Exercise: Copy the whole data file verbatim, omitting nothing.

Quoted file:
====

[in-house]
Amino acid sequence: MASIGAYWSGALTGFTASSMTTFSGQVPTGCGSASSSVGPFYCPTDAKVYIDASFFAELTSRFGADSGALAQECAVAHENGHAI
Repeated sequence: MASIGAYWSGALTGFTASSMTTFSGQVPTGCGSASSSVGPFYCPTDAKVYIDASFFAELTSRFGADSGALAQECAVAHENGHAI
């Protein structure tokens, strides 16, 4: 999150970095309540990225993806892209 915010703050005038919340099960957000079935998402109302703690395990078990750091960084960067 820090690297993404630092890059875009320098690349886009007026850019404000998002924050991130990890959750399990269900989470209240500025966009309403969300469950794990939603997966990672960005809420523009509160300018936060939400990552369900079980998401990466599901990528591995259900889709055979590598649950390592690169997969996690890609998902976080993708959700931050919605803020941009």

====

[in-house]
Amino acid sequence: MASIGAYWSGALTGFTASSMTTFSGQVPTGCGSASSSVGPFYCPTDAKVYIDASFFAELTSRFGADSGALAQECAVAHENGHAI
Repeated sequence: MASIGAYWSGALTGFTASSMTTFSGQVPTGCGSASSSVGPFYCPTDAKVYIDASFFAELTSRFGADSGALAQECAVAHENGHAI
């Protein structure tokens, strides 16, 4: 999150970095309540990225993806892209 915010703050005038919340099960957000079935998402109302703690395990078990750091960084960067 820090690297993404630092890059875009320098690349886009007026850019404000998002924050991130990890959750399990269900989470209240500025966009309403969300469950794990939603997966990672960005809420523009509160300018936060939400990552369900079980998401990466599901990528591995259900889709055979590598649950390592690169997969996690890609998902976080993708959700931050919605803020941009």